The second edition of annual New Polish Poster Exhibition (NPPE) will this year be focusing on social posters representing current social issues among which is discrimination of women’s and LGBT community’s rights with an emphasis on present conditions in Poland.
The exhibition will feature a collection of posters made by some of the most prolific young Polish graphic designers whose works address contemporary social issues.
Though fascinated by the posters availability and potential for populistic influence, we consider it an ambiguous art-form, as it is still unclear whether we should define posters as graphic commodities or art. With its initial mass distribution in the streets, the poster is today generally considered an object of art and is thus featured in galleries and museums world-wide. It has even transcended into its own branch of art-practise. Notwithstanding, the poster will predominantly remain a conveyor of information and an agent of non-verbal communication in public spaces. This makes the poster a form of expression, sometimes even a manifesto. By its very anatomy, comprised of both written information and visual cues, the poster pose the unique ability of quickly connecting with its audience, while leaving a long-lasting imprint of its overall message. The function of the poster in present day remains important and we see it being used to express the opinions of social groups, illustrate dogmatic reforms and provoke discussions. That is why the contemporary poster exhibition is both an artistic and social event: celebrating the form, the conceptual content and their synergy.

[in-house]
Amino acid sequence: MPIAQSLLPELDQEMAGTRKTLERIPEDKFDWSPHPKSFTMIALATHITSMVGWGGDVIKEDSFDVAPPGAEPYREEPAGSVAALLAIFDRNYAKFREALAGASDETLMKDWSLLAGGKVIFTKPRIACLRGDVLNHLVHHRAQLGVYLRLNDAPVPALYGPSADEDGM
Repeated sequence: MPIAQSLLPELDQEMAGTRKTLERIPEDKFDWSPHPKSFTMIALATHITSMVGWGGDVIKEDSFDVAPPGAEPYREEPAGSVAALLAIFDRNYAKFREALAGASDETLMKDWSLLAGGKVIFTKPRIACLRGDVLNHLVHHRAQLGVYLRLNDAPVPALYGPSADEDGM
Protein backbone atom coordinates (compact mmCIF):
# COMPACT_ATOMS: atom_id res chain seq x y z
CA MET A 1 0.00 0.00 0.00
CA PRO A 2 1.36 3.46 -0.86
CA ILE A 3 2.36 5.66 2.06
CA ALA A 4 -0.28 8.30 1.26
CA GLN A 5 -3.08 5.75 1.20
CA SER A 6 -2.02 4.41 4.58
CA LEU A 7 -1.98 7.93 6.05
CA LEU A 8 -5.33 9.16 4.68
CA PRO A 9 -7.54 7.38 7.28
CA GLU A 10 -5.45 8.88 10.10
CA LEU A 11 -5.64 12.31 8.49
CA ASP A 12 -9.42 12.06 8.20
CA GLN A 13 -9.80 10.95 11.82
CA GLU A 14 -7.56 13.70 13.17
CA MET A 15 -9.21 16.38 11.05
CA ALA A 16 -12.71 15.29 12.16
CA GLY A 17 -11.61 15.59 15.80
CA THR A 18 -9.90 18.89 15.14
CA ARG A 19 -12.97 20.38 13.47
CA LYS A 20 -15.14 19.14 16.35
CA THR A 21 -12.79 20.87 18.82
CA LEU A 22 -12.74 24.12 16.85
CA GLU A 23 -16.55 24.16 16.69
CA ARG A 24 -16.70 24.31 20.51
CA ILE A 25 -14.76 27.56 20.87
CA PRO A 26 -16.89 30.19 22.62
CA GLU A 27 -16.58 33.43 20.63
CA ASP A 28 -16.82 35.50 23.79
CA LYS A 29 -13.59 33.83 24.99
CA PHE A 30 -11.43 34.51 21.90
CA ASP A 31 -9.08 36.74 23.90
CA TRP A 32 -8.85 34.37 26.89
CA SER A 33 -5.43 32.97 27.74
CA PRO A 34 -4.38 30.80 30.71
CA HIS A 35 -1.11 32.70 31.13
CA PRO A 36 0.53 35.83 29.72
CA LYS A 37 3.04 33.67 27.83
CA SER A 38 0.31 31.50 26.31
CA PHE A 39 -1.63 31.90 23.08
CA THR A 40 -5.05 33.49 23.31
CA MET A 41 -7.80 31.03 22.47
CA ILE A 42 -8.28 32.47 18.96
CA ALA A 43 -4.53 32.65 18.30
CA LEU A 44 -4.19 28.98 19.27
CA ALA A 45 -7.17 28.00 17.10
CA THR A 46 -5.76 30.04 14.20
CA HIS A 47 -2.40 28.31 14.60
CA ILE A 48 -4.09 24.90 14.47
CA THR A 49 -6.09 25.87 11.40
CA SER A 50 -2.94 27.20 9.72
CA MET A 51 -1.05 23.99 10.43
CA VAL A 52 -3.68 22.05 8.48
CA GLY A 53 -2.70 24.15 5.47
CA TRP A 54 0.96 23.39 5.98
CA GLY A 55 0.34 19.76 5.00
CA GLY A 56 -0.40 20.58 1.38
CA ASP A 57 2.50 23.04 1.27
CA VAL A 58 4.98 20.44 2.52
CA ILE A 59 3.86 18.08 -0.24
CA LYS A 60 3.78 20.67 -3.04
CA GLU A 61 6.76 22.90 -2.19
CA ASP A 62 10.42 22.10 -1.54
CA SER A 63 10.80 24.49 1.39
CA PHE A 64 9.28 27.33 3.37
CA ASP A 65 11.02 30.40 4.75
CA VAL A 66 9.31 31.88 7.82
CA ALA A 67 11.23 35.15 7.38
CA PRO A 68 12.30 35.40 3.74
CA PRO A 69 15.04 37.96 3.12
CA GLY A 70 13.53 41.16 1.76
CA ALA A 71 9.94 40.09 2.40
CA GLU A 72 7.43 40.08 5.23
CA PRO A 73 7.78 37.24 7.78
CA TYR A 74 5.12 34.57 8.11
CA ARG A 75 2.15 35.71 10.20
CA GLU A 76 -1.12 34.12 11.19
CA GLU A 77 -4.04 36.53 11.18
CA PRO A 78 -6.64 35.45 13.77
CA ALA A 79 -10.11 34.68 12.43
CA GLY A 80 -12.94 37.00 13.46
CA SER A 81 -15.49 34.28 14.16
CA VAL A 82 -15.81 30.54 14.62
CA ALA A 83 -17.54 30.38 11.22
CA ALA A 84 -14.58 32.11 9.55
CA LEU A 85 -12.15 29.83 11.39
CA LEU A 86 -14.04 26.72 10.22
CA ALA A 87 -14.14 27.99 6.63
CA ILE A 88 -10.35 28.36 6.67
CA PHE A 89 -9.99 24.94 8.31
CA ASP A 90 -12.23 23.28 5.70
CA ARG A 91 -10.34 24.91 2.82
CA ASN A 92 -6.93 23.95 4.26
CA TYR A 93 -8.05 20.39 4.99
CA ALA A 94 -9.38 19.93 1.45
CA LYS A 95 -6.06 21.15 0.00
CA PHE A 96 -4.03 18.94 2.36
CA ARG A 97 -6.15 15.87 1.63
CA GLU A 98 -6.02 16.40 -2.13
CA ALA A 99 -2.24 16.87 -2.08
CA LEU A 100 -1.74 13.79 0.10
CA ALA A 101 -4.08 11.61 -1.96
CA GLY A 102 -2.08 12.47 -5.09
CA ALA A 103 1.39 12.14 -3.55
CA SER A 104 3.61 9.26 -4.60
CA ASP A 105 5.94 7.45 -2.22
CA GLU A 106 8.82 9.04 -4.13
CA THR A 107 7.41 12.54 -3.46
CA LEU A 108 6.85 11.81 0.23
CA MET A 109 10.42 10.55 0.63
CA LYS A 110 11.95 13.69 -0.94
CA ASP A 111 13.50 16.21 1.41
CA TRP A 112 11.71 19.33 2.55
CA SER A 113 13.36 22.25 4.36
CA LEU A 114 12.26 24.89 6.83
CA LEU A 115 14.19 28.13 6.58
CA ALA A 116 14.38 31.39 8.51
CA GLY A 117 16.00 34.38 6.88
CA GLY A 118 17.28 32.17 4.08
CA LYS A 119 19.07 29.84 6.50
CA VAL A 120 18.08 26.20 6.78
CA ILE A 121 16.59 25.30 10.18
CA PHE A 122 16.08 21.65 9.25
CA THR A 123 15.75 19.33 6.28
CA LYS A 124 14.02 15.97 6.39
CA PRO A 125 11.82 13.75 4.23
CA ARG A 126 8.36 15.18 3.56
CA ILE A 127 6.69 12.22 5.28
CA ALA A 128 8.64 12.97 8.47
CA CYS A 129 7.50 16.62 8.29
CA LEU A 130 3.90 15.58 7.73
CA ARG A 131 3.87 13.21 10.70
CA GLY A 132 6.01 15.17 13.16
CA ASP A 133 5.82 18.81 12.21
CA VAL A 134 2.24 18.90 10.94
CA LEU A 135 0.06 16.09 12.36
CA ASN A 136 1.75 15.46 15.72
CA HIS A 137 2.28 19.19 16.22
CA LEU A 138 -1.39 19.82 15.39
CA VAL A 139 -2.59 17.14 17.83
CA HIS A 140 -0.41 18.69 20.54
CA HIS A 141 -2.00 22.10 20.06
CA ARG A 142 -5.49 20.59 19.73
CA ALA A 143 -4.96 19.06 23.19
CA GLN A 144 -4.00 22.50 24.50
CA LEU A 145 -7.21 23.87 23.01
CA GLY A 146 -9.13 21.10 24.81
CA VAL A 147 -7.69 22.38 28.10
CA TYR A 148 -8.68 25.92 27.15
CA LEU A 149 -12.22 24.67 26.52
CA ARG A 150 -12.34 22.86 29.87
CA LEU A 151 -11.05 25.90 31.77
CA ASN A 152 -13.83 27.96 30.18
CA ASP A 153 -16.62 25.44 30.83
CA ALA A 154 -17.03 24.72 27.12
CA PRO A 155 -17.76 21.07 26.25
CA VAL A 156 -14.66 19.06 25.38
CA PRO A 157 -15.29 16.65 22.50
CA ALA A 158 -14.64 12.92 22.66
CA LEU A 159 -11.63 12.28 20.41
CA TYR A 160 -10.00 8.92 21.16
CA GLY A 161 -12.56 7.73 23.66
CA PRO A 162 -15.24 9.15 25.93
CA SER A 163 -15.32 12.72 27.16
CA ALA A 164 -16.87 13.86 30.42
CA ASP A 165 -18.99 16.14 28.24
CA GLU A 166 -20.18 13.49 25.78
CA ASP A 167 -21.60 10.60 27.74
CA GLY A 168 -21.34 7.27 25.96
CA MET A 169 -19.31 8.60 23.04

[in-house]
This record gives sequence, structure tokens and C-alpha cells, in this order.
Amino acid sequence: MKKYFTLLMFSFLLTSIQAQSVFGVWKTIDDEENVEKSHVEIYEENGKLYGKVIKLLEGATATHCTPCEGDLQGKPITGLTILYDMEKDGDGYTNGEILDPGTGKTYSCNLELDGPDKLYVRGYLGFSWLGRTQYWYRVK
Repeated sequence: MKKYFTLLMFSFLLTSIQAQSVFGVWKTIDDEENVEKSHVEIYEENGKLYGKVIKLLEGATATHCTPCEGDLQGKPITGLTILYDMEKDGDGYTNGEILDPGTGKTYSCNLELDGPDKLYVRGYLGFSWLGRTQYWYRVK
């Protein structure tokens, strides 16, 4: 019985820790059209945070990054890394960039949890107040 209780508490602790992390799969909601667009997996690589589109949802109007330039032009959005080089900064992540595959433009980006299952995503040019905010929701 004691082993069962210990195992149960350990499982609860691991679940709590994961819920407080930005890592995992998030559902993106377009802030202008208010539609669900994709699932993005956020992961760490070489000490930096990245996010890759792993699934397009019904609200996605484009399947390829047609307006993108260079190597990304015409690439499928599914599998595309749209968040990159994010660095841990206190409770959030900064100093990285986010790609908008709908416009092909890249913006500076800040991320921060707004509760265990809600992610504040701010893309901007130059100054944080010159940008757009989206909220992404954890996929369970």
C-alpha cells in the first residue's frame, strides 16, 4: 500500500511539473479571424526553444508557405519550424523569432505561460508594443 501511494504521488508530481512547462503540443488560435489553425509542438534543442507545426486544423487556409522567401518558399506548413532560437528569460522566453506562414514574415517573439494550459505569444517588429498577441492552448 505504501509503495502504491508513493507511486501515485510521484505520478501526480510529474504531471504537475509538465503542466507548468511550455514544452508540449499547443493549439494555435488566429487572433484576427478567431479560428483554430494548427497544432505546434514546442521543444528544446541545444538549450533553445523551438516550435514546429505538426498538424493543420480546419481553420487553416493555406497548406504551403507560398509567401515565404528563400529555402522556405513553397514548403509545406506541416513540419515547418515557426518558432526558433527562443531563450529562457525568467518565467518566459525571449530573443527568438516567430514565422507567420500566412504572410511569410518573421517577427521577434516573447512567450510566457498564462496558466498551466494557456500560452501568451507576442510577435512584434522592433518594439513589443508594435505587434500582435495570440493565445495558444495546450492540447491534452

While considering the social poster’s relevance and importance in a contemporary setting, we would like to use this part of the event as a segue into a more in-depth discussion on the topics of diversity and equality. Hence during the exhibition’s opening night, we will be hosting a talk on topics related to capital social issues, such as racism and gender discrimination. In particular we will be talking about LGBT community- for whom the exhibition is dedicated – and consider the challenges their members have to face in Poland, before comparing these to the current state of things in Scotland.
The opening is on February 17th at the Old Hairdressers at 18.00. More details can be found here.